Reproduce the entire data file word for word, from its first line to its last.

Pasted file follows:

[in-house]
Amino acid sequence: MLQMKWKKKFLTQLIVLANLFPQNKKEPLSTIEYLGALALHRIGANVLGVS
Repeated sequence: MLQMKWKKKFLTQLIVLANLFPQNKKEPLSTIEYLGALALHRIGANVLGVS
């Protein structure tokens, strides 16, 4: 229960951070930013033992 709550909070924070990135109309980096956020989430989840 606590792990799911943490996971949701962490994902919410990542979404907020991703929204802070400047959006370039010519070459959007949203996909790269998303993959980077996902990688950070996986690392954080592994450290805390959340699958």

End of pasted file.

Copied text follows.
[in-house]
Amino acid sequence: MLQMKWKKKFLTQLIVLANLFPQNKKEPLSTIEYLGALALHRIGANVLGVS
Repeated sequence: MLQMKWKKKFLTQLIVLANLFPQNKKEPLSTIEYLGALALHRIGANVLGVS
């Protein structure tokens, strides 16, 4: 229960951070930013033992 709550909070924070990135109309980096956020989430989840 606590792990799911943490996971949701962490994902919410990542979404907020991703929204802070400047959006370039010519070459959007949203996909790269998303993959980077996902990688950070996986690392954080592994450290805390959340699958």